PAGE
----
4 Ways to Practice Mindfulness at Home With Your Child

“When you are a mother, you are never really alone in your thoughts. A mother always has to think twice; once for herself and once for her child.” -Sophia Loren

As a stay-at-home mom, my daily goal is to remain mindful and present among the activities of my son as well as my own. By doing so, I keep things fresh despite the looming redundancy that being at home can pose.

Here are 4 simple ways that have helped me find calmness, joy, and mindfulness throughout the day:

  1. Take deep yogic breaths while blowing on hot food. This act never ceases to catch my son’s attention and create anticipation. After taking a deep inhale I blow slowly on the food (sometimes Lionel will join me) and express gratitude for the hot meal and nourishment that which will bring my son. By the time Lionel takes a bite, the food is cooled down and we’re both focused on the meal.
  2. Meditate while brushing your child’s hair or giving a massage. I heard author Dr. Shefali Tsabary say that we don’t need to wait to be on a mountain top to meditate. It’s true, folks. We don’t have to wait until our kids’ next nap time or when they’re engrossed in an activity; we can meditate anywhere at anytime we choose. I especially enjoy meditating while running my fingers through my son’s hair. I focus on the softness of his locks and its rich golden brown color. I watch him quickly settle down and bask in my love and admiration.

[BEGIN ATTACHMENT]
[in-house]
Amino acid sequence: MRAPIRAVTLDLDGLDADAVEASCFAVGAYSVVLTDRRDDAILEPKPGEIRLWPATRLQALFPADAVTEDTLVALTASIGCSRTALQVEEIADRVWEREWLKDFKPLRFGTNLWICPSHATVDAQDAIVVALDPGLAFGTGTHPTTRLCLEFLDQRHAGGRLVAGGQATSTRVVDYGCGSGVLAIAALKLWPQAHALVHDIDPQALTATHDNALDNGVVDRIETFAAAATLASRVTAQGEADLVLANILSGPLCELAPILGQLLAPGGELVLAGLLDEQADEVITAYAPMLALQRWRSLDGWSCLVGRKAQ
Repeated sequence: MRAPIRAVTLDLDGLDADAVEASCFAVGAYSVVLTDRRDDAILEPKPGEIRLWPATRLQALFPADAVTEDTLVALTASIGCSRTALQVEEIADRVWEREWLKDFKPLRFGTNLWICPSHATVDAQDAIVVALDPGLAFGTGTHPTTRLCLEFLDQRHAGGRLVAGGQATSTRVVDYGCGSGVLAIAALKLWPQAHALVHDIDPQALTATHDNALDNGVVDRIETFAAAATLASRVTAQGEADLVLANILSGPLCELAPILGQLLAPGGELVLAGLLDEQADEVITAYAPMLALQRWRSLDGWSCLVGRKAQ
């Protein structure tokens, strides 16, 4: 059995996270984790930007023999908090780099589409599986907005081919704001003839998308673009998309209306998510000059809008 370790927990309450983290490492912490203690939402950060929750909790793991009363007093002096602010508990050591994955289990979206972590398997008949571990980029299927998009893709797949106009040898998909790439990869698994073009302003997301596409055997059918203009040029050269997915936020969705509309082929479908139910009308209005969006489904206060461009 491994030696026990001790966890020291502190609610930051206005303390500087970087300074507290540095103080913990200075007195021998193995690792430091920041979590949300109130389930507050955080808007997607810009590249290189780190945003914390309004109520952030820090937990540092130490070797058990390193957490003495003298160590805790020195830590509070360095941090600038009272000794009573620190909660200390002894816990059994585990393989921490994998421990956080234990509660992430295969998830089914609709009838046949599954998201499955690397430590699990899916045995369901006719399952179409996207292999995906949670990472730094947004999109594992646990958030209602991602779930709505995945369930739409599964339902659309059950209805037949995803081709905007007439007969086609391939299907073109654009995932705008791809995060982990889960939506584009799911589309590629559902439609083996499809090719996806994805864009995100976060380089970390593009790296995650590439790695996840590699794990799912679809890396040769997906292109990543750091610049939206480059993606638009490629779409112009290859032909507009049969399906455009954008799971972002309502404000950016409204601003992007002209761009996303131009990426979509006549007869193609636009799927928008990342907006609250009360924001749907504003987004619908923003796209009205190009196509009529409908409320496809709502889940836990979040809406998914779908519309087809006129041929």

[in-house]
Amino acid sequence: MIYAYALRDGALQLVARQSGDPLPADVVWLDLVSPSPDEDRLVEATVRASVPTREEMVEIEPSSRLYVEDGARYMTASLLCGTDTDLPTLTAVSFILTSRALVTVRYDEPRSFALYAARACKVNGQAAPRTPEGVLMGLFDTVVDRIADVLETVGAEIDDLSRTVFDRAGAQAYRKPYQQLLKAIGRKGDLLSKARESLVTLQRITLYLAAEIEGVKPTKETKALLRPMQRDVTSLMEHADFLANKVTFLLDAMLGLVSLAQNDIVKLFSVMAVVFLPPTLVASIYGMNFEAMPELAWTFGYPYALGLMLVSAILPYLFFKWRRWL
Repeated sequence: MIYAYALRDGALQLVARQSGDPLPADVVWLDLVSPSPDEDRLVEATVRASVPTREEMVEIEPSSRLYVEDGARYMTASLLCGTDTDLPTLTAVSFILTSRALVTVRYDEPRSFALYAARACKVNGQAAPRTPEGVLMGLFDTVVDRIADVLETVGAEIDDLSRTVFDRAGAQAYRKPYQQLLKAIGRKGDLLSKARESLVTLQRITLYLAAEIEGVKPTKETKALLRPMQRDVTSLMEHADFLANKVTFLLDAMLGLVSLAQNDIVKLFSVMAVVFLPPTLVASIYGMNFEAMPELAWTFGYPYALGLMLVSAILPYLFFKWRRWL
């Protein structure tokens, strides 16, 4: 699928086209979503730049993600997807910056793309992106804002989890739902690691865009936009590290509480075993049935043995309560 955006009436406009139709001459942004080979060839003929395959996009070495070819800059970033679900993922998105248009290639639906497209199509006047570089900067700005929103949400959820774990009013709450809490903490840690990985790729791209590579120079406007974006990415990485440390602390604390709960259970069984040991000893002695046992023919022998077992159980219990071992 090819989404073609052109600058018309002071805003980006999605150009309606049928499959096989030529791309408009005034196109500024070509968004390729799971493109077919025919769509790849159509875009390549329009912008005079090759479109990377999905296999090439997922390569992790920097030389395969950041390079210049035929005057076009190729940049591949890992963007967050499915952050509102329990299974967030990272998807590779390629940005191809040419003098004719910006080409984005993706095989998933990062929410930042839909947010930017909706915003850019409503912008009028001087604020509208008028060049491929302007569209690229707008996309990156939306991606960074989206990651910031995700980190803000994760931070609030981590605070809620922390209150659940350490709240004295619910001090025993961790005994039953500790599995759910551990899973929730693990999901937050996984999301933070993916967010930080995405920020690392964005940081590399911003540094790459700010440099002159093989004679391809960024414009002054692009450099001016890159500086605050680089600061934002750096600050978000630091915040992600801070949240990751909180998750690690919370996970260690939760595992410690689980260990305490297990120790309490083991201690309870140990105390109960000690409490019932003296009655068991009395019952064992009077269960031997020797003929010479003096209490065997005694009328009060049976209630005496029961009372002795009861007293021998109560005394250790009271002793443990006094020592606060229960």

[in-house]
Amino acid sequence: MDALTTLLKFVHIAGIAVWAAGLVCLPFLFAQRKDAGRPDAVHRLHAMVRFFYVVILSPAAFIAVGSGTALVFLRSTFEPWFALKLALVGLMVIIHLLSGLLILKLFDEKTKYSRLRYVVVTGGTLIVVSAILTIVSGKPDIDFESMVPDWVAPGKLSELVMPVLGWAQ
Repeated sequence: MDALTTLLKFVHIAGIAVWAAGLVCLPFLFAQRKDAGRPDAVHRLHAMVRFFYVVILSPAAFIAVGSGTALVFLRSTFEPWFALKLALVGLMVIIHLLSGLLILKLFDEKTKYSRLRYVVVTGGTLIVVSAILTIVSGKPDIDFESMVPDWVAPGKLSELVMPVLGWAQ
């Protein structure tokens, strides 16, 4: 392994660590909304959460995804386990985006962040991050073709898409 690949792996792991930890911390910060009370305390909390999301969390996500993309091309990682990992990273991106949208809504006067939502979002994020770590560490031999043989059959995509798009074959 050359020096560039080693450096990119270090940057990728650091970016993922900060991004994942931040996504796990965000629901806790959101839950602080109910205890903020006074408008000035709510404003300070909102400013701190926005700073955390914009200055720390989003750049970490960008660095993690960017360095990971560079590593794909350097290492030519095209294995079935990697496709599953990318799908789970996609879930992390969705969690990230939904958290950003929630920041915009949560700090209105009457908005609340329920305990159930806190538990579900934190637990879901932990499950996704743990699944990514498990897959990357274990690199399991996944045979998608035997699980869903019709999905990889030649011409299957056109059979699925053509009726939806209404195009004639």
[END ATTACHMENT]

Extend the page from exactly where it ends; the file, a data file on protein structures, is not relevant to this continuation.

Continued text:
3. Sit into a deep squat and open up your hips while picking up toys. Let’s face it; as parents, we spend a lot of time bending for our kids, figuratively and literally. We bend over to scoop them up into our arms, to tend to ouchies, to change them, and of course, pick up after them. So while we’re bending down to fetch whatever mess is on the floor, we might as well get a good stretch out of it. Instead of grumbling over the toys that are strewn all over the floor, I squat down and pick them up while doing a sideways crab crawl. Afterwards, my lower joints feel limber, and I feel more energized.
  4. Sit back and just watch. During playtime, I love getting down on Lionel’s level to see the world through his eyes. However, I used jump in, point things out, ask questions, and consequently interrupt his playing when I wasn’t necessarily invited. I’ve finally learned to hang back, keep my mouth shut, and just watch. Doing this has allowed me to catch my breath and enjoy some floor stretches. It has also let my boy concentrate, practice individual playing, and even reach milestones on his own.

It’s all about finding beauty in the simple things, isn’t it? When we open our minds to the grace and flow of parenting, whether it be from home or not,  we can tap into the wonderment that our children experience on a daily basis.

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